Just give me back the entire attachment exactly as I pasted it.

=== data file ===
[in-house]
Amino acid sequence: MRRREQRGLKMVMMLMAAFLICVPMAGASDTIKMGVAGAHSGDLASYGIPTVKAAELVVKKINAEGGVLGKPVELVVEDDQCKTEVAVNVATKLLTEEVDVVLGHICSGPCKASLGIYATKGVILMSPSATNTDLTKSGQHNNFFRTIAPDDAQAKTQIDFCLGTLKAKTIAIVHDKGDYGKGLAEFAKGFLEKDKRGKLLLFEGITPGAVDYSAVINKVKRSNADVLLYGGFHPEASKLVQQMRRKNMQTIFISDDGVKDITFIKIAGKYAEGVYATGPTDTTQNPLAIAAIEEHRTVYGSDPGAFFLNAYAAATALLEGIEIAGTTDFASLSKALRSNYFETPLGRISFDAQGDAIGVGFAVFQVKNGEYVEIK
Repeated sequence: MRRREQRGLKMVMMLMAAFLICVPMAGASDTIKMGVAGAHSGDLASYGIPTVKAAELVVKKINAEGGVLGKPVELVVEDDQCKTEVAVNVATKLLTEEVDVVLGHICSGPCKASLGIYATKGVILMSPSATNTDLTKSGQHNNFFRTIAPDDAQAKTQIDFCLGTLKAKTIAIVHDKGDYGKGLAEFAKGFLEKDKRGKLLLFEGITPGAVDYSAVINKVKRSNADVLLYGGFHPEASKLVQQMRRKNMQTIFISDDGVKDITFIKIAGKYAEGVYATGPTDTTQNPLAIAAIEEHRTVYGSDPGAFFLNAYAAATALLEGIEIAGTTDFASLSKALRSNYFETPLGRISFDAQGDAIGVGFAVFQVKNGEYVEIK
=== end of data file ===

[in-house]
Amino acid sequence: MRRREQRGLKMVMMLMAAFLICVPMAGASDTIKMGVAGAHSGDLASYGIPTVKAAELVVKKINAEGGVLGKPVELVVEDDQCKTEVAVNVATKLLTEEVDVVLGHICSGPCKASLGIYATKGVILMSPSATNTDLTKSGQHNNFFRTIAPDDAQAKTQIDFCLGTLKAKTIAIVHDKGDYGKGLAEFAKGFLEKDKRGKLLLFEGITPGAVDYSAVINKVKRSNADVLLYGGFHPEASKLVQQMRRKNMQTIFISDDGVKDITFIKIAGKYAEGVYATGPTDTTQNPLAIAAIEEHRTVYGSDPGAFFLNAYAAATALLEGIEIAGTTDFASLSKALRSNYFETPLGRISFDAQGDAIGVGFAVFQVKNGEYVEIK
Repeated sequence: MRRREQRGLKMVMMLMAAFLICVPMAGASDTIKMGVAGAHSGDLASYGIPTVKAAELVVKKINAEGGVLGKPVELVVEDDQCKTEVAVNVATKLLTEEVDVVLGHICSGPCKASLGIYATKGVILMSPSATNTDLTKSGQHNNFFRTIAPDDAQAKTQIDFCLGTLKAKTIAIVHDKGDYGKGLAEFAKGFLEKDKRGKLLLFEGITPGAVDYSAVINKVKRSNADVLLYGGFHPEASKLVQQMRRKNMQTIFISDDGVKDITFIKIAGKYAEGVYATGPTDTTQNPLAIAAIEEHRTVYGSDPGAFFLNAYAAATALLEGIEIAGTTDFASLSKALRSNYFETPLGRISFDAQGDAIGVGFAVFQVKNGEYVEIK